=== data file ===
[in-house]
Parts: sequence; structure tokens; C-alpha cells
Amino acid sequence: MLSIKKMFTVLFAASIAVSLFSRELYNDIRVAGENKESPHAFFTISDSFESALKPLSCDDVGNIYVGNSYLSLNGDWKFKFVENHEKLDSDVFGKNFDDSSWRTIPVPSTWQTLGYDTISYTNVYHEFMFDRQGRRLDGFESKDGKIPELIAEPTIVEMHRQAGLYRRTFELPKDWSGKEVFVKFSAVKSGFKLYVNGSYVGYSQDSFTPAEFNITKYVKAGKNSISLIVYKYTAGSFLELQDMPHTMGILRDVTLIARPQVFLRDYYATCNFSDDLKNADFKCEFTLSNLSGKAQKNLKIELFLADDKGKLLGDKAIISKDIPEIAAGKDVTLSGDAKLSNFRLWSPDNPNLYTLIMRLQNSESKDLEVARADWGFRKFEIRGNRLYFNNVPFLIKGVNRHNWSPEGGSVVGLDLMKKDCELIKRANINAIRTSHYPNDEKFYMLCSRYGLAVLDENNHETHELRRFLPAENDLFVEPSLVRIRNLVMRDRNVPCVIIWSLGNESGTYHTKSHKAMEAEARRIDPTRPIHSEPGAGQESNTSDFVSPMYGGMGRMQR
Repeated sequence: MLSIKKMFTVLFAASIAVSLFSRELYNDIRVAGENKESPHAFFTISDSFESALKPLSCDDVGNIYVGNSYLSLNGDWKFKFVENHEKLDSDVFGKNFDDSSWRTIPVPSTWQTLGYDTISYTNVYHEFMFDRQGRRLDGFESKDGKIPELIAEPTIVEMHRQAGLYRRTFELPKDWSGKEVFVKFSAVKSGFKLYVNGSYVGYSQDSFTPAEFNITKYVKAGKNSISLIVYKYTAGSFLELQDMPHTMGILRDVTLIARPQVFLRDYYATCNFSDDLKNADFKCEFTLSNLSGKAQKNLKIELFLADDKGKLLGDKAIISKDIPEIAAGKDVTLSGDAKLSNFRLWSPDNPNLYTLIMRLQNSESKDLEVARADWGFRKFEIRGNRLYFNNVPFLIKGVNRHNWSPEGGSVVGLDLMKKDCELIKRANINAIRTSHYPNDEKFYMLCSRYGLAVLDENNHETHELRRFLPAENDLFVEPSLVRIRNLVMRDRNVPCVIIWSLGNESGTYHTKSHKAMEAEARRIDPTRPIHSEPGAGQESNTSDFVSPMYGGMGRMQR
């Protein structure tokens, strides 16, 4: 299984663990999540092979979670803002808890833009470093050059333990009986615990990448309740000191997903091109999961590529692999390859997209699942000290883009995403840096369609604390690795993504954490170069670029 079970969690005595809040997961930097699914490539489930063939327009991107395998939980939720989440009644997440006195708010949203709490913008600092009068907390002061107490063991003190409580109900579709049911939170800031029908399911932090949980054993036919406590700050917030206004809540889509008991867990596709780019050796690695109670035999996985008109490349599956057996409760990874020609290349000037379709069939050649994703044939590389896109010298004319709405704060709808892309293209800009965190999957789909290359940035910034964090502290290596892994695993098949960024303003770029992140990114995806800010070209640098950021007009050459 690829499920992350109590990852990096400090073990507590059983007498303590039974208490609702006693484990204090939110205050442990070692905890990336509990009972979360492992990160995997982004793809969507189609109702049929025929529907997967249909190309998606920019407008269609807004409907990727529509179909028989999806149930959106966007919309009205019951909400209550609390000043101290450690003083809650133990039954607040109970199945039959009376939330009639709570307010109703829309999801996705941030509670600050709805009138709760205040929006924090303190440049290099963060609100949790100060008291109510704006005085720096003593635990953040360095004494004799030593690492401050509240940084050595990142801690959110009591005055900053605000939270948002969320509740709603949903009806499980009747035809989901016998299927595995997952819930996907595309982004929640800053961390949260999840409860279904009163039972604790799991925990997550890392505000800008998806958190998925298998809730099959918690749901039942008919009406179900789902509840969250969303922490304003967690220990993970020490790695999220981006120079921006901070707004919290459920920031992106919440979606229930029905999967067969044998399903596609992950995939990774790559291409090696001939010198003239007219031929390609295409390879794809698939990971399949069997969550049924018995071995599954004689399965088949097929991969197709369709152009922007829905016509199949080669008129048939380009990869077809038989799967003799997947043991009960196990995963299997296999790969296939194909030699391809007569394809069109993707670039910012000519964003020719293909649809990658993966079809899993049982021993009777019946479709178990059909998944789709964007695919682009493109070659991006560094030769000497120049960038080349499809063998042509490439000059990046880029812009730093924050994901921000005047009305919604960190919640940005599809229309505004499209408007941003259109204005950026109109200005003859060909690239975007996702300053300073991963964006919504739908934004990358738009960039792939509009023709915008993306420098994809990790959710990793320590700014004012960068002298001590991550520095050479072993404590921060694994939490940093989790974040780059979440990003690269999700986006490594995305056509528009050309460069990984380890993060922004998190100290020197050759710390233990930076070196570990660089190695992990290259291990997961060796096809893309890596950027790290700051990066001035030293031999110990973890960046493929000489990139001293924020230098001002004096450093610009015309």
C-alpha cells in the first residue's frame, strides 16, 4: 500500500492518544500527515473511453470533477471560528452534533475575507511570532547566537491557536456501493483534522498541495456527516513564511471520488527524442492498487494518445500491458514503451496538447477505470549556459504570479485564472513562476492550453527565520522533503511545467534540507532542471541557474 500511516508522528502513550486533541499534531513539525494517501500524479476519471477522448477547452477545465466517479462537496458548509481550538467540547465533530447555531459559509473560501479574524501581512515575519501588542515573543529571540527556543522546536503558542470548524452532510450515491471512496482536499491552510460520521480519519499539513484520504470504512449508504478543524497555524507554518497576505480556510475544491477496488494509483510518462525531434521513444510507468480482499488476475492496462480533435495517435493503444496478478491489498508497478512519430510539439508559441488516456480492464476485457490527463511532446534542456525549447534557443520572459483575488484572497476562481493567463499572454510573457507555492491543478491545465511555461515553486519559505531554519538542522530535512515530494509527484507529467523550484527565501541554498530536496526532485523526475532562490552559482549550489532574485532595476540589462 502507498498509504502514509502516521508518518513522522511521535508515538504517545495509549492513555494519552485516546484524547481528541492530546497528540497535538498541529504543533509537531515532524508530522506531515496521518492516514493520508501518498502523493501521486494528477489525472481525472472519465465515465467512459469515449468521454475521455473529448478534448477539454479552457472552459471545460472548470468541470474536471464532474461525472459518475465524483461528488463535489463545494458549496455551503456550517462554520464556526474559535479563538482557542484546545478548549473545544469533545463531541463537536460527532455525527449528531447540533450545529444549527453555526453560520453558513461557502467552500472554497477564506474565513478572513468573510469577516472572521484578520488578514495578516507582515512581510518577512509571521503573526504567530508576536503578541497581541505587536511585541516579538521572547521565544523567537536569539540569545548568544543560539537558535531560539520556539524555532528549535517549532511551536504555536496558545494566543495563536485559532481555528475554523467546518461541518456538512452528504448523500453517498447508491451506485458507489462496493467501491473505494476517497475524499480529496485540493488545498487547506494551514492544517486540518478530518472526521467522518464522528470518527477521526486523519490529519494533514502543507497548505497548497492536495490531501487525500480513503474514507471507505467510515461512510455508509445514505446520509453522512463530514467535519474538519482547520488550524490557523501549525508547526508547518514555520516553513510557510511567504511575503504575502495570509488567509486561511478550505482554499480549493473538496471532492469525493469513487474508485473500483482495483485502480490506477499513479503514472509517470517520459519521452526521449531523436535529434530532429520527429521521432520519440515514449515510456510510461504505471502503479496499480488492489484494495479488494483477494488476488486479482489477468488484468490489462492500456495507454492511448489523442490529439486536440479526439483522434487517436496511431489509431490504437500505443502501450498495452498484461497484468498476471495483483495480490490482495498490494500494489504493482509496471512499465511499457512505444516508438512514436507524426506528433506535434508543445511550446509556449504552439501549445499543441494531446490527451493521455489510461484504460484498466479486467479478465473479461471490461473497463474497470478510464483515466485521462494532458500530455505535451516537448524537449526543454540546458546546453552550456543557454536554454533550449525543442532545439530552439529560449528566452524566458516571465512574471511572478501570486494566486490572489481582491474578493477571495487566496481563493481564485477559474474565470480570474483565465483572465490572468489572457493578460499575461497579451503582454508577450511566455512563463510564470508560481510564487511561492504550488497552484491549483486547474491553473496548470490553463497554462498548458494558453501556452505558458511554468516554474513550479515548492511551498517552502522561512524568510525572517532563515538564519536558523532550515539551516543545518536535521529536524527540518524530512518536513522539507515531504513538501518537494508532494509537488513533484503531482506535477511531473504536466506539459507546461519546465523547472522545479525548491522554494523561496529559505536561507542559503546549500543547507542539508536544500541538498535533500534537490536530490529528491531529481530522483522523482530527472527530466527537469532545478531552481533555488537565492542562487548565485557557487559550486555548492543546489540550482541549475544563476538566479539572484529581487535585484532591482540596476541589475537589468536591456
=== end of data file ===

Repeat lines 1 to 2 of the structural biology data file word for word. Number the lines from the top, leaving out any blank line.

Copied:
[in-house]
Parts: sequence; structure tokens; C-alpha cells